A Snowy Friday

by Carl Strang

The forecast called for more snow than we got. Instead of a forecast 8 inches we got a wet 3 at Mayslake Forest Preserve, thanks to the overnight temperature’s dropping more slowly than expected.

I had an enjoyable lunchtime walk through the snowy landscape. The only price paid was a zonk on the head by a small icicle that fell from an overhanging branch.

The snow didn’t stop falling until mid-morning, so there was no overnight record of footprints. A coyote was active in the morning, however, in the north savanna near May’s Lake.

This front footprint is fresher than it might seem. The soil was saturated and soft, and the track was collapsing rapidly. The soft mud also makes this track almost dog-like, but that’s an artifact of the conditions. Note how the middle toes remain well in front of the side ones. I also have the advantage of seeing all the other tracks the animal had made.

If I read this track correctly, the coyote was putting on the brakes slightly while making it. Note how the soil is cliff-like and somewhat elevated at the front edges of the heel and toe marks. Everything looks symmetrical, however, so it appears to be a simple deceleration rather than a turn.

Wool Grass in Winter

by Carl Strang

Sometimes winter botany is challenging, but not always. Last year I put some effort into learning to recognize the more common grasses, sedges and rushes at Mayslake Forest Preserve. On Friday I spent some time seeing what was still recognizable in late winter. Many were, to my eye, a matted uniform carpet of flattened brown leaf blades, but a few stood out. One of these was wool grass.

“Wool grass” is not in fact a grass, but one of the bulrushes.

Even the fruiting head retained much of its structure.

Some winter plants qualify as sculpture, as “found art.”

When I found this plant last summer, it impressed me.

For one thing, it towered above the other plants in its vicinity.

The flower heads were complex, and white mixed with green added interest.

You can see how the winter version in the above photo still reflects this structure.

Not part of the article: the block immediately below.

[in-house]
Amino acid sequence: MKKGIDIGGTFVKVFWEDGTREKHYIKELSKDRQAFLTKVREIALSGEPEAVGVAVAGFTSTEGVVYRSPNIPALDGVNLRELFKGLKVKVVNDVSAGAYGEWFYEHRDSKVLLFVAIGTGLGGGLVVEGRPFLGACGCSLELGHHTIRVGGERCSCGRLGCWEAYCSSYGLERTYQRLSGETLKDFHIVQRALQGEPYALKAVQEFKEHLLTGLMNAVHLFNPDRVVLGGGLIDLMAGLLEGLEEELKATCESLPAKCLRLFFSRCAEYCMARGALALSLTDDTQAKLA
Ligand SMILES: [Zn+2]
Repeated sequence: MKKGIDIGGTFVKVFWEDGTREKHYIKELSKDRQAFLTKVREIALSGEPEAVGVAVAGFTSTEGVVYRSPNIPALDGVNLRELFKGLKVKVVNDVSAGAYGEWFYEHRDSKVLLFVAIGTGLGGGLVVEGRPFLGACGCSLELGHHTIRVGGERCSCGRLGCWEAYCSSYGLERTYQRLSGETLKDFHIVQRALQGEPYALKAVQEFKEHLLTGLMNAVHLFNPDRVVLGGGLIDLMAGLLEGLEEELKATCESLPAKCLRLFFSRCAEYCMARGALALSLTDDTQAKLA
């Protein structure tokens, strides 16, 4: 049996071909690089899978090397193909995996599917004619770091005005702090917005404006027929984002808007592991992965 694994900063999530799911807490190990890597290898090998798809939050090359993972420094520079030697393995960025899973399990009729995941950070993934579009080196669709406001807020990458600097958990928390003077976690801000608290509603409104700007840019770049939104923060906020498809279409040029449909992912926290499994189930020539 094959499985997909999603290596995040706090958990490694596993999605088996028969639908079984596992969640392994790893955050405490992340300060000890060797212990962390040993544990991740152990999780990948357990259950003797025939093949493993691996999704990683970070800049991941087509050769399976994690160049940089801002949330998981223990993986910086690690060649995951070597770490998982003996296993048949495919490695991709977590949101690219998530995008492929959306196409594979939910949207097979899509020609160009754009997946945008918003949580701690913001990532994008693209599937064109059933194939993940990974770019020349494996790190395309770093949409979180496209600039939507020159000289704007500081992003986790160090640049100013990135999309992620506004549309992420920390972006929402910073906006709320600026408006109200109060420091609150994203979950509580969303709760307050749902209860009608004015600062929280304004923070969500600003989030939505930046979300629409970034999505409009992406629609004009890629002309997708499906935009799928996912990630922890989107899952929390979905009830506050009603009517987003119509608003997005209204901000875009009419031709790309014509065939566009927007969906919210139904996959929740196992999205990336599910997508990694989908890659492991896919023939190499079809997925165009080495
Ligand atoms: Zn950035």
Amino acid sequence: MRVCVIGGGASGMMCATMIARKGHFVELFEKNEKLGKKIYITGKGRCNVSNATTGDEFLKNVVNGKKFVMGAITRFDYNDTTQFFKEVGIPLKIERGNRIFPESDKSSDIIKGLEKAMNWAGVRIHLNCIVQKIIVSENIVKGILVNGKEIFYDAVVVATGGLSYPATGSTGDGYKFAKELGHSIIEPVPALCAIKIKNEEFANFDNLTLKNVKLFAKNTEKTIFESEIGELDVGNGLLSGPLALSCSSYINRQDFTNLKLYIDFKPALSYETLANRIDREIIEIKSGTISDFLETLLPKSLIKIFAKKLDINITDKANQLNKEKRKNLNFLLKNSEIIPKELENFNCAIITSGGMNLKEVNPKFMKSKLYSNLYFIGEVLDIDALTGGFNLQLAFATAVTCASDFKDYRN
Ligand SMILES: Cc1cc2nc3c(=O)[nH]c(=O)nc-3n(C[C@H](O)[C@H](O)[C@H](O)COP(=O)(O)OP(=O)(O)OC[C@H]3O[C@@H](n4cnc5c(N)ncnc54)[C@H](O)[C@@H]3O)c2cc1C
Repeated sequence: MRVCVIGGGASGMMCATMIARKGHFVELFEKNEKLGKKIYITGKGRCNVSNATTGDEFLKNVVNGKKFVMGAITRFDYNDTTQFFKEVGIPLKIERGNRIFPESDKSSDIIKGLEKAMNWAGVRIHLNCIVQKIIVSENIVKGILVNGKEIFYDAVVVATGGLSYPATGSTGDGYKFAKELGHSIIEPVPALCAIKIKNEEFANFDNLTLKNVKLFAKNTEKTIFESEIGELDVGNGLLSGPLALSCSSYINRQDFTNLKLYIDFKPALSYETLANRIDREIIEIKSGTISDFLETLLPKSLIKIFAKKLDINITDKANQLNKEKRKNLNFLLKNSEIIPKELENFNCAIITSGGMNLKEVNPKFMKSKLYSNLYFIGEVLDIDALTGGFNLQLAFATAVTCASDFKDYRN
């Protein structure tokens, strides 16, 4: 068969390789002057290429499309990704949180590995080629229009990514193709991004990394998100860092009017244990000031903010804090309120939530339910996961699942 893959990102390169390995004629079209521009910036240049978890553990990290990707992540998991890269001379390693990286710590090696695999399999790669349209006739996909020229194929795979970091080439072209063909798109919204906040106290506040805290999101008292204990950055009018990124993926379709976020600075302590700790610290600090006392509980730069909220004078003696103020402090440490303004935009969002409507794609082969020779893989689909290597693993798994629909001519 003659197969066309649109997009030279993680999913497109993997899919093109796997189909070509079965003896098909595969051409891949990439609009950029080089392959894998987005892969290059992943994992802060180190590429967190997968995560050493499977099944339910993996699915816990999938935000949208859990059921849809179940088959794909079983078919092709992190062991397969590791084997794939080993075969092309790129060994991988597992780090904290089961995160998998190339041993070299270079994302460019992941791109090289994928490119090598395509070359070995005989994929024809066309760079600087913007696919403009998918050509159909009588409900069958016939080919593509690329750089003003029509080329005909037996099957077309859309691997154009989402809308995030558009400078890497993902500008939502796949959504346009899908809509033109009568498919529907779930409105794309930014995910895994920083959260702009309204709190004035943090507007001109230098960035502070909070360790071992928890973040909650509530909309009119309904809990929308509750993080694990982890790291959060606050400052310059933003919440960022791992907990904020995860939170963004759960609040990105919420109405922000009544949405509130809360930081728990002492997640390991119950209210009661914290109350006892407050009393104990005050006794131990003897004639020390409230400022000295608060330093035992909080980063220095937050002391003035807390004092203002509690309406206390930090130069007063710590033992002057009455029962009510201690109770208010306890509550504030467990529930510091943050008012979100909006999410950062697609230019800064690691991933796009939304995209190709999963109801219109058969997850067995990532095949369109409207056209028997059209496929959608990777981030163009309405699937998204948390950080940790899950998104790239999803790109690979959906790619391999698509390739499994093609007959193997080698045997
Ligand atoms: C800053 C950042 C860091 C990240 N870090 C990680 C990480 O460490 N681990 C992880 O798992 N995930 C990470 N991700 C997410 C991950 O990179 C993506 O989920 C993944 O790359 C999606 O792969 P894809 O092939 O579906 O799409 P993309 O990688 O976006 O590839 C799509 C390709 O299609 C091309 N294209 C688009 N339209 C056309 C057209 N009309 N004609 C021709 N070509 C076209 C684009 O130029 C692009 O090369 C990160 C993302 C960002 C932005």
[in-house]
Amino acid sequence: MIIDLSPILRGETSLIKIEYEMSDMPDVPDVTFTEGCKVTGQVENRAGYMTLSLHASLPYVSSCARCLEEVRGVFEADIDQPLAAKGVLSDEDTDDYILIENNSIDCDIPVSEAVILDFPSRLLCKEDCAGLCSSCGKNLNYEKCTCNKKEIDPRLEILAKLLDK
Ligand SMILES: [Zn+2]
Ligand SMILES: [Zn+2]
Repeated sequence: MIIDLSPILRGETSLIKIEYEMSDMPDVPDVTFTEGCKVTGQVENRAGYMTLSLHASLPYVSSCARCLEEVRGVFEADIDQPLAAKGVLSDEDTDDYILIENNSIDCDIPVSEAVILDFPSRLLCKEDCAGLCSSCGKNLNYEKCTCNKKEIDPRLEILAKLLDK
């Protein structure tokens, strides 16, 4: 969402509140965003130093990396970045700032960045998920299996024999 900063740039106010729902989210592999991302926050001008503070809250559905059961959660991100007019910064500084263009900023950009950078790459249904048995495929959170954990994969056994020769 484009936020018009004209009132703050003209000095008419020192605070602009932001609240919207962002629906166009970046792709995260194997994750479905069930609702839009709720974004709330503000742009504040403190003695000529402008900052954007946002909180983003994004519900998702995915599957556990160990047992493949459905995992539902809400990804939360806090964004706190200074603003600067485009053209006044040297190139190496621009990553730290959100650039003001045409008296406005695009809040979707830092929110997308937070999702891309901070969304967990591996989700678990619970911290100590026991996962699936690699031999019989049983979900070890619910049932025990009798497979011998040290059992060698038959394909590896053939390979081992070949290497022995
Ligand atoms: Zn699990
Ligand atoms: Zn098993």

I had hoped to do more winter plant photography this year, but the way it is going I will have to wait for another, snowier year.

Lessons from Travels: Uluru and Kata Tjuta

by Carl Strang

This is an iconic Australian scene:

Uluru, known to the English language as “Ayer’s Rock,” as though a single person’s name could contain such a wonder.

Uluru is the Australian umbilicus, occurring as it does in the continent’s center. It is renowned geologically because it is a single, huge undivided mass of stone.

As in the distant perspective of the top photo, this view from an intermediate distance likewise gives an impression of uniformity.

If you take half a day to walk around the thing, experiencing its silences and sounds, its textures and variety, you lose any sense of simplicity you may have held after reading about Uluru.

For one thing, there are cave-like indentations.

Erosion has exposed and perhaps augmented Uluru’s internal texture.

Legend likens this shape to a frog.

Oddest and most unexpected, up close the rock seems to have a scaly skin.

The flakes are each a few inches across.

Uluru is amazing, awe inspiring, well worth savoring. No wonder it has significance in Aboriginal spiritual tradition. That tradition is as differentiated as the rock itself. Some parts of the rock’s proximity are forbidden to Aboriginal women, some parts to the men. Some parts are so sacred that photography is forbidden. I did not even try to photograph the signs that mark such areas, out of respect for that wish as much as for its legal codification.